Of course there are no harmful effects to most babies not receiving a shot of vitamin K at birth. However, haemorrhagic disease still exists and its origins are mysterious. Nobody knows which babies will develop the disease. There is no evidence that supplementing the mother with vitamin K prior to the birth increases the level of vitamin K in the newborn. There have been at least four cases in Canada of babies born lovingly and gently at home into the hands of midwives and fully breastfed who have developed this terrible bleeding disorder. Usually the brain or the liver are destroyed.
Re: serving Jehovah's Witness families (excerpts)
Besides not taking blood products, another thing I have noticed is my Witness clients have been unusually able to make informed choice decisions. They often have grown up with the experience and shared stories of their fellow Witnesses taking an active role in their medical care because of the blood issue. Even the 18-year-old clients have been fully able to listen to medical recommendations and assertively ask questions and make choices that their medical caregivers would not prefer. They do not seem intimidated despite the rude and abusive comments often directed their way by medical staff.
Once, a young Jehovah's Witness client of mine accompanied her Witness friend to an external version. When the attending OB told the mother that she (the doc) had the legal right to give blood products without the mom's consent, this young observing Witness reached into her bag and brought out Supreme Court documentation and handed it to the doctor with a polite comment: "Excuse me doctor, but actually you don't have the legal right to do that--here's the documentation!"
Rhogam is a blood product so they do not use it.
- Karen Kohls, CCE, CD(DONA)
Besides not accepting blood, there are no particular rituals we Jehovah Witnesses have. We accept medical interventions as long as they do not go against what we are told in the Bible.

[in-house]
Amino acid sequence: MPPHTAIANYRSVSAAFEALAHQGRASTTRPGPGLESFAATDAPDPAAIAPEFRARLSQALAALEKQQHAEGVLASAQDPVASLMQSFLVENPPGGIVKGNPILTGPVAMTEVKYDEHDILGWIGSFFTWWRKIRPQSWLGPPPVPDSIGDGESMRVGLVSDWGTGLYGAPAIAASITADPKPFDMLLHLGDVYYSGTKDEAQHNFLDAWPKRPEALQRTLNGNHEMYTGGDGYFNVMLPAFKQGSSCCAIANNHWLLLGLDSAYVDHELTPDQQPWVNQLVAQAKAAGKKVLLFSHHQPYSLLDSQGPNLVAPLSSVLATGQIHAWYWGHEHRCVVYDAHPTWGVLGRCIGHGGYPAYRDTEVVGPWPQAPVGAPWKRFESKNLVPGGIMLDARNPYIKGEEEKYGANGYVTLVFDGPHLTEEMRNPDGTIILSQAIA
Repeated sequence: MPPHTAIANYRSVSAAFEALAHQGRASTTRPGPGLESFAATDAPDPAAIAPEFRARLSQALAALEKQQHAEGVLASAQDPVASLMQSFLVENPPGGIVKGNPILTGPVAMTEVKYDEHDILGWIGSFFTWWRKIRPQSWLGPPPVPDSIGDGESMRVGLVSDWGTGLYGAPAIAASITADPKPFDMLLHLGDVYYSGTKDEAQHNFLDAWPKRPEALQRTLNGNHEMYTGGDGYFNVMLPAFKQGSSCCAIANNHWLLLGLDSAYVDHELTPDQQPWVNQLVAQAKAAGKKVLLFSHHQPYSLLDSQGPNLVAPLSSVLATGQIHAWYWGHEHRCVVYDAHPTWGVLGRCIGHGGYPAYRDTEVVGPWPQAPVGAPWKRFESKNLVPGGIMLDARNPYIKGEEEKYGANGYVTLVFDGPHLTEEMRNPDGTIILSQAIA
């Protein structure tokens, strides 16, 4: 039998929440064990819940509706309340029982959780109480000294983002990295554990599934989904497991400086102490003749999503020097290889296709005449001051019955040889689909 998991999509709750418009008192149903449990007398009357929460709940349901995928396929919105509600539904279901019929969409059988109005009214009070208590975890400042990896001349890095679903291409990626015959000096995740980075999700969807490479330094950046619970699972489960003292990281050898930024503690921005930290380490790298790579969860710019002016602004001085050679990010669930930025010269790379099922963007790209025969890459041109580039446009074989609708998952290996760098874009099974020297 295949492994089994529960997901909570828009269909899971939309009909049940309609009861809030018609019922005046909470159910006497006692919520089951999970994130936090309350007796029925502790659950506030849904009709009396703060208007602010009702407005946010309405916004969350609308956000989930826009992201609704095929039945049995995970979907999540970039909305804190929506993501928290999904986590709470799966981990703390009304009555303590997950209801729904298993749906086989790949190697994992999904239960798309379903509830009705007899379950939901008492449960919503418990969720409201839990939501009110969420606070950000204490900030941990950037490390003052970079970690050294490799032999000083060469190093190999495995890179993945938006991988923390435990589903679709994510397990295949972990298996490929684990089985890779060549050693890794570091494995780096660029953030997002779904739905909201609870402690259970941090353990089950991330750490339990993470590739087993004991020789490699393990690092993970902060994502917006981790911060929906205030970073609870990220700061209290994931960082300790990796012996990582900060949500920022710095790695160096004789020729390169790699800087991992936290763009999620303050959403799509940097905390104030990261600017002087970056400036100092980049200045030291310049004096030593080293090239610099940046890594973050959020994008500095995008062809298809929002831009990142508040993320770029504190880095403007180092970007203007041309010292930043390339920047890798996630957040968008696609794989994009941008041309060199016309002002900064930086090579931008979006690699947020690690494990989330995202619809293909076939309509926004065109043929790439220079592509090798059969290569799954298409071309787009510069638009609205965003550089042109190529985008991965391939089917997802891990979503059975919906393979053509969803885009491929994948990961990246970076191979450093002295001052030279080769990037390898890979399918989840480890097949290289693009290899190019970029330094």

If a Witness mother refuses any other form of treatment or medical intervention [besides receiving blood products], it is based on her own personal decision and not based on her religious beliefs. We have literature designed to address the issue of blood transfusions and the medical field. You can receive it at no cost by contacting a Kingdom Hall.
While working with Jehovah's Witnesses, you will find they probably would not participate in rituals. A ritual is something done as a rite, religious or otherwise. Before performing a ritual they would want to know its origin and purpose, and then they still probably would not participate. They are very concerned about keeping their religious practices clean in the eyes of their Creator. They seek good care for their health and their families and many choose homebirths and alternative forms of healthcare because they value life and want good health.
What happens when they might need a blood transfusion? Often simple Ringer's solution, saline solution, and Dextran can be used as plasma volume expanders, and these are available in nearly all modern hospitals. Actually the risks that go with the use of blood transfusions are avoided by using these substances. The Canadian Anaesthetists' Society Journal, Jan 1975, pg. 12 says "The risks of blood transfusion are the advantages of plasma substitutes: avoidance of bacterial or viral infection, transfusion reactions and Rh sensitization." But, Jehovah's Witnesses have no religious objection to the use of non-blood plasma expanders.
If you ever work with them, just ask them why they do or don't do certain things. They will reasonably explain, and it won't be hard for you to understand.
- Annette Lewis, CPM, LM
While they do object to blood transfusions, Witnesses do not object to medical treatment in general and seek to find alternatives to blood transfusions. Prevention is the best approach and thus I've had many JW women seek midwifery care in order to avoid interventions that may actually increase the chances of hemorrhage. I myself encourage proper nutrition and seek to ensure a good blood count by the end of pregnancy so that they can handle a blood loss better. In our practice we would also watch carefully and be ready to take action quickly (whether that be herbs, medication or other treatment and/or transport) if blood loss seemed inappropriate.
- Karin Barasa, midwife
MANA Board Proposes to Make MANA an Exclusive Organization for CPMs and CNMs
Years ago I wrote an article for the MANA News called "The Circle of Midwives," a paradigm for midwifery to honor many types of midwives, all with the common bond of serving birthing families. By honoring the diversity of methods and philosophies, the intermingling of these would better keep midwifery vital and adaptive, just as a diversity of species keeps an ecosystem adaptable to changes of climate. The current move by the MANA board to exclude non-CPMs/CNMs from voting runs totally counter to this vision.